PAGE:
Urinary tract infection (UTI): Symptoms, Cause, Types and Treatment

Urinary tract infection (UTI): Symptoms, Cause, Types and Treatment


  • (UTI) or urinary tract infection is an infection caused by microbes.
  • These are microscopic organisms that cannot be seen through naked eyes.
  • Most of it is caused by bacteria but some are caused by fungi and rarely caused by viruses.



  • UTIs are the most common infections in homo sapiens.
  • A UTI can happen anywhere from starting kidney to bladder following to ureters, the urinary tract is made up of kidneys, ureters, bladder, and urethra.
  • Most of it only involves the urethra and bladder, in the lower part of the urinary tract.
  • However, UTIs can also involve the upper tract it including ureters and kidneys.
  • The upper tract UTIs are very rare than lower tract UTIs, they’re also usually more severe.
  • women are more chance of getting a urinary tract infection.
  • Experts ranked lifetime risk of getting single as high as 1 in 2, with many women having repeat infections, sometimes for years.
  • In men, the number to less as 1 in 10 will get a UTI in their lifetime.


  • The symptoms of a Urinary tract infection can include:
  • A burning feeling during urination.
  • A frequent urge for urination, even though little comes out when you pee.
  • Foamy, dark, bloody, or strange-smelling in urination.
  • Fever or chills (a sign that the infection may have reached your kidneys)
  • Pain or pressure in your lower back belly region or lower abdomen.


  • Diagnosis of urinary tract infection can be done through the normal urine routine test.
  • It also involves the culture of a urine sample for 48 to 72hr  under favourable condition.


  • A urinary tract infection can happen in different parts of your urinary system. Each type has subject as a different name, based on their location.
  • Cystitis (bladder): urge to pee a lot or feel like need to pee immediately,  or it might hurt during urination.
  • You might also have lower belly pain and foamy or bloody urine.
  • Pyelonephritis (kidneys): This causes fever, chills, vomiting, nausea and pain in your upper back or side.
  • Urethritis (urethra): This causes discharge and burning when you urinate.
  • UTIs are usually caused by bacteria from poo entering the urinary tract.
  • The bacteria enter into the through a tube that carries urine out from the body (urethra).
  • Women have a short urethra than men. This means bacteria are more likely to reach the bladder or kidneys and cause an infection.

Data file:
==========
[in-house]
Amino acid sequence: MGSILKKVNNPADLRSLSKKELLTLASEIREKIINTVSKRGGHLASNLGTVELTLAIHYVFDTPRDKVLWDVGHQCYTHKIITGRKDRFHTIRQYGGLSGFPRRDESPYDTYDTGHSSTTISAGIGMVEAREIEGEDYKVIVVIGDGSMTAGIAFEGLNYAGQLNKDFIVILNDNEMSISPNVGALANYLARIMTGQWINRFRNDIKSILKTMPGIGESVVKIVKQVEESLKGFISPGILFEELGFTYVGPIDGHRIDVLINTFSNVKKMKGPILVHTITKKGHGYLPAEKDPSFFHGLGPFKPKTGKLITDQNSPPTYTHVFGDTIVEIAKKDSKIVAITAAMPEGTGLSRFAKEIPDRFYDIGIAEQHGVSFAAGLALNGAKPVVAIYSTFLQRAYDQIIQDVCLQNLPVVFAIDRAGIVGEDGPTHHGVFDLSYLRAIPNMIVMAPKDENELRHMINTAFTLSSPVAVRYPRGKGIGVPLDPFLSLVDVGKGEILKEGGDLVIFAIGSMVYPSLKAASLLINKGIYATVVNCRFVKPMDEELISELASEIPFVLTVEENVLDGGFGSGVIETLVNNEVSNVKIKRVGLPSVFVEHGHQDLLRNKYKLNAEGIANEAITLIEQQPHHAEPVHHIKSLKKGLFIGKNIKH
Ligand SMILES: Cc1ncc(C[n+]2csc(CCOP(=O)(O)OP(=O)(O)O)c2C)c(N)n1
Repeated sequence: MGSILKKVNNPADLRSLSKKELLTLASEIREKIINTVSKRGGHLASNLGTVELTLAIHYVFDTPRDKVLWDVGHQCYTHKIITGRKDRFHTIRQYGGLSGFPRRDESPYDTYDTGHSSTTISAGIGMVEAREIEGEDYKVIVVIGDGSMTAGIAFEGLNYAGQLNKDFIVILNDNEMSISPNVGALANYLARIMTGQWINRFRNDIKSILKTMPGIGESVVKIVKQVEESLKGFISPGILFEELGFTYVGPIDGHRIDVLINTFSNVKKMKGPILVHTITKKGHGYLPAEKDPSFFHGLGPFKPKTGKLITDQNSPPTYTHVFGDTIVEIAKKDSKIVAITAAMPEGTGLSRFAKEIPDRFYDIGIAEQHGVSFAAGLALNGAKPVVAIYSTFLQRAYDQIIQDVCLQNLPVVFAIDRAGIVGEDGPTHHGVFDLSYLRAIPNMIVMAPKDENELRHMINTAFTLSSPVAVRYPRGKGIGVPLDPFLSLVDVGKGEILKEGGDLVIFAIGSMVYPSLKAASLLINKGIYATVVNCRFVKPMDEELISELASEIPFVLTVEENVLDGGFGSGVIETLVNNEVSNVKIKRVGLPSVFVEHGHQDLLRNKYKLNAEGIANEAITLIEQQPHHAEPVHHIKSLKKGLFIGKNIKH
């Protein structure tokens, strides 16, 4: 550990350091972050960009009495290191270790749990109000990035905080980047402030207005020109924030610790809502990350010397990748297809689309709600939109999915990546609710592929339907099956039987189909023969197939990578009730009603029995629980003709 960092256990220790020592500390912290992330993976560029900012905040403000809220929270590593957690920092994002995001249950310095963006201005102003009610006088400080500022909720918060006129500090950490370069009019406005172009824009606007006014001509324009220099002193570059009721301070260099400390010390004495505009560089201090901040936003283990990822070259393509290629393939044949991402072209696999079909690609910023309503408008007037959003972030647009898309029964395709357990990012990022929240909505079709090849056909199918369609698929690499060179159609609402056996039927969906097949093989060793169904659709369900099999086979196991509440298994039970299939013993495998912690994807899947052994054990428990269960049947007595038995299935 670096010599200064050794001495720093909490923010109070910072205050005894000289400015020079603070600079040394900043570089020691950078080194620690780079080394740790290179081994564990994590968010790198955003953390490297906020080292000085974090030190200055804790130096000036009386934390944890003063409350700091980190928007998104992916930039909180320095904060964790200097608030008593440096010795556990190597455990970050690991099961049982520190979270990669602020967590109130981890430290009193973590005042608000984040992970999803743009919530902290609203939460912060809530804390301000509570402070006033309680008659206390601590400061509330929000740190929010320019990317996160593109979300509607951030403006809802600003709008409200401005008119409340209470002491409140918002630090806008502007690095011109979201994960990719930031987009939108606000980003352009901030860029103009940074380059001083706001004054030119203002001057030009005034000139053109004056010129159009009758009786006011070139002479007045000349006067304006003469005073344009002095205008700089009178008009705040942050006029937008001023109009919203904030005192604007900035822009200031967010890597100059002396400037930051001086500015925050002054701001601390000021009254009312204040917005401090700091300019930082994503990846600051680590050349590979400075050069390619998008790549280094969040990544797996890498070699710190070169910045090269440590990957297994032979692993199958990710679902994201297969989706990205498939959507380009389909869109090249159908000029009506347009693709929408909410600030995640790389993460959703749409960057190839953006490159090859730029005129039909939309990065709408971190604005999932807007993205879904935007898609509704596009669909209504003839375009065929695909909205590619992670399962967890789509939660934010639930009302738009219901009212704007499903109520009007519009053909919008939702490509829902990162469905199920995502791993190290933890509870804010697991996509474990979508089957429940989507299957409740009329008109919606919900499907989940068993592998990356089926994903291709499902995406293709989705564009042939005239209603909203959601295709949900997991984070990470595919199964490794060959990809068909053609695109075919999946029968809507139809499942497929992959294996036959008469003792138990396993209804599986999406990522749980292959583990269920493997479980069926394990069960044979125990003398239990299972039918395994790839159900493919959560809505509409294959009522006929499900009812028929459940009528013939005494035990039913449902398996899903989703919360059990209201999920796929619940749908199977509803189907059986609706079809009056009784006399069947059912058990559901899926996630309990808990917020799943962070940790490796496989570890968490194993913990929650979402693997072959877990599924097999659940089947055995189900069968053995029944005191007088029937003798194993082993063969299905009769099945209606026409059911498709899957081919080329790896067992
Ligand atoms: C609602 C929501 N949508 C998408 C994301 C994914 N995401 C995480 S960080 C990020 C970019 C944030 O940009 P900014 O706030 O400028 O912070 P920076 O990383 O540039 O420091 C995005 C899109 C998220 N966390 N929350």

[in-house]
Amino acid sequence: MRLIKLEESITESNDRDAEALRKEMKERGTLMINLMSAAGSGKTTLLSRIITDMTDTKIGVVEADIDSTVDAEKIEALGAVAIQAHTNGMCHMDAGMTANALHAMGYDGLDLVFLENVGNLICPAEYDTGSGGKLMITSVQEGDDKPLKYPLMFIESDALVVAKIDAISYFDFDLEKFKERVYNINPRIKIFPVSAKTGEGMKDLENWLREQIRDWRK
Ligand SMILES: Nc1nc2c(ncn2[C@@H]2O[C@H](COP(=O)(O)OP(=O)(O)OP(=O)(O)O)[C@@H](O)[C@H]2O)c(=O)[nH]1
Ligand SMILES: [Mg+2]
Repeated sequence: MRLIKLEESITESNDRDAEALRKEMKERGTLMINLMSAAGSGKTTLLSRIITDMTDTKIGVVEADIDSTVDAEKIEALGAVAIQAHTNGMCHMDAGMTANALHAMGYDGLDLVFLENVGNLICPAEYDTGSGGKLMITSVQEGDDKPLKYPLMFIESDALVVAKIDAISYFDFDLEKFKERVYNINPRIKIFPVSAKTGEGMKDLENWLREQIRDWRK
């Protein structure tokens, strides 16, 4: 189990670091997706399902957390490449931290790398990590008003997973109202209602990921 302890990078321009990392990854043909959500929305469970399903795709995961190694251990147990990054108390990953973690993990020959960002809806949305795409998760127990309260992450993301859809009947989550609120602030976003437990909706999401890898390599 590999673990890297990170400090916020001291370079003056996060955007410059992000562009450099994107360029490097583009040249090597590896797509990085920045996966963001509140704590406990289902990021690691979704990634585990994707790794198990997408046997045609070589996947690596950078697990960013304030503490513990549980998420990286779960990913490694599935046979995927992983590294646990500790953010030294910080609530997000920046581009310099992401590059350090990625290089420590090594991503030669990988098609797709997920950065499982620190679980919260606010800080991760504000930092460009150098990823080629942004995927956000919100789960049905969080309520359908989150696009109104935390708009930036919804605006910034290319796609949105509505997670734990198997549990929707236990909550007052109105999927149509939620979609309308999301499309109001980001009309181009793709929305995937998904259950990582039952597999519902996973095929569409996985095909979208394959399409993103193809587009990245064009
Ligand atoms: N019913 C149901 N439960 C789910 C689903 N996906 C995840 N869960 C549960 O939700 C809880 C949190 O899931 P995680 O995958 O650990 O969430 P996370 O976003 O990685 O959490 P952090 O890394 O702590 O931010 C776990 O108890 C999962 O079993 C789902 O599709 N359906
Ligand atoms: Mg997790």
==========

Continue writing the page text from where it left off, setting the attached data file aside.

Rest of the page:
• UTI also caused during pregnancy.
  • conditions that block the urinary tract – such as kidney stones.
  • In these conditions, it’s very difficult to fully empty the bladder such as an enlarged prostate gland in men and constipation in infants.
  • It also caused by urinary catheters (it is a  tube in your bladder used for passage urine)
  • Also caused by having a weakened immune system, as an example type 2 diabetes, chemotherapy or HIV.


  • the first-line treatment for urinary tract infections are antibiotics these are the class of drugs which are prescribed and for how long depend on your health condition and the type of bacteria found in your urine.


  • The common drugs recommended for simple UTIs include:
  1. Trimethoprim/sulfamethoxazole (Bactrim, Septra, others)
  2. Nitrofurantoin (Macrodantin, Macrobid)
  3. Fosfomycin (Monurol)
  4. Cephalexin (Keflex)
  5. Ceftriaxone
  • The class of antibiotic medicines called fluoroquinolones such as ciprofloxacin (Cipro).
  • levofloxacin (Levaquin) and others are not commonly recommended for simple UTIs.
  • The risks of these medicines generally out weigh the benefits of treating uncomplicated UTIs.
  • In rare cases, such as a complicated UTI or kidney infection, the doctor may prescribe a fluoroquinolone medicine if no other treatment options exist.
  • Often, symptoms clear up within a few days of treatment.
  • But you may need to continue antibiotics for a week or more. Take the entire course of antibiotics as prescribed.


  1. https://www.ncbi.nlm.nih.gov/pmc/articles/PMC4457377/
  2. https://www.ncbi.nlm.nih.gov/pmc/articles/PMC2875701/
  3. https://www.ncbi.nlm.nih.gov/pmc/articles/PMC5159206/